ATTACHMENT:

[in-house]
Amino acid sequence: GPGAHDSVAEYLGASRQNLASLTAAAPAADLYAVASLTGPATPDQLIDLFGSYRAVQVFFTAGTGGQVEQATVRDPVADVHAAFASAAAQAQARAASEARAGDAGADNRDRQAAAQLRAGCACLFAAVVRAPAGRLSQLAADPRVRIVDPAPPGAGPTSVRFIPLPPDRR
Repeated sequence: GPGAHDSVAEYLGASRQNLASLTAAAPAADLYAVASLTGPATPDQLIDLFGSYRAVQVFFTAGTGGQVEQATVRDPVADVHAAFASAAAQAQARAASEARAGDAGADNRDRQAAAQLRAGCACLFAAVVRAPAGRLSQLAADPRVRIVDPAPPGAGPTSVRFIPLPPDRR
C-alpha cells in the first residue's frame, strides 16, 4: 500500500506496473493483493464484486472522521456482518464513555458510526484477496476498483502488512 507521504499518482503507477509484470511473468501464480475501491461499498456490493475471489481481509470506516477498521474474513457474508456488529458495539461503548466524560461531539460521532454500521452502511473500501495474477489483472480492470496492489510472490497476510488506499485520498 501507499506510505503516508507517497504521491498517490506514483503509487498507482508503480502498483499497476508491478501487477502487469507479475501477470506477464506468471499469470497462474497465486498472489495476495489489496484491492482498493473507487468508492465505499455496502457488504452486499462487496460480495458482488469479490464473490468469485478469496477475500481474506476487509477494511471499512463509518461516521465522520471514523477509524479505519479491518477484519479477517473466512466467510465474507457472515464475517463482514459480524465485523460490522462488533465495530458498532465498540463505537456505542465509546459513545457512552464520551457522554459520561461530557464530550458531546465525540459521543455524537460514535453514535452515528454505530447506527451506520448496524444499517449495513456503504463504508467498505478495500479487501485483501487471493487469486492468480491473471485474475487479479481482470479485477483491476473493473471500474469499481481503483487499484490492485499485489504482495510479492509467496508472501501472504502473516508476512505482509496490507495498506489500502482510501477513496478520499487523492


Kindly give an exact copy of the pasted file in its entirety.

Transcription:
[in-house]
Amino acid sequence: GPGAHDSVAEYLGASRQNLASLTAAAPAADLYAVASLTGPATPDQLIDLFGSYRAVQVFFTAGTGGQVEQATVRDPVADVHAAFASAAAQAQARAASEARAGDAGADNRDRQAAAQLRAGCACLFAAVVRAPAGRLSQLAADPRVRIVDPAPPGAGPTSVRFIPLPPDRR
Repeated sequence: GPGAHDSVAEYLGASRQNLASLTAAAPAADLYAVASLTGPATPDQLIDLFGSYRAVQVFFTAGTGGQVEQATVRDPVADVHAAFASAAAQAQARAASEARAGDAGADNRDRQAAAQLRAGCACLFAAVVRAPAGRLSQLAADPRVRIVDPAPPGAGPTSVRFIPLPPDRR
C-alpha cells in the first residue's frame, strides 16, 4: 500500500506496473493483493464484486472522521456482518464513555458510526484477496476498483502488512 507521504499518482503507477509484470511473468501464480475501491461499498456490493475471489481481509470506516477498521474474513457474508456488529458495539461503548466524560461531539460521532454500521452502511473500501495474477489483472480492470496492489510472490497476510488506499485520498 501507499506510505503516508507517497504521491498517490506514483503509487498507482508503480502498483499497476508491478501487477502487469507479475501477470506477464506468471499469470497462474497465486498472489495476495489489496484491492482498493473507487468508492465505499455496502457488504452486499462487496460480495458482488469479490464473490468469485478469496477475500481474506476487509477494511471499512463509518461516521465522520471514523477509524479505519479491518477484519479477517473466512466467510465474507457472515464475517463482514459480524465485523460490522462488533465495530458498532465498540463505537456505542465509546459513545457512552464520551457522554459520561461530557464530550458531546465525540459521543455524537460514535453514535452515528454505530447506527451506520448496524444499517449495513456503504463504508467498505478495500479487501485483501487471493487469486492468480491473471485474475487479479481482470479485477483491476473493473471500474469499481481503483487499484490492485499485489504482495510479492509467496508472501501472504502473516508476512505482509496490507495498506489500502482510501477513496478520499487523492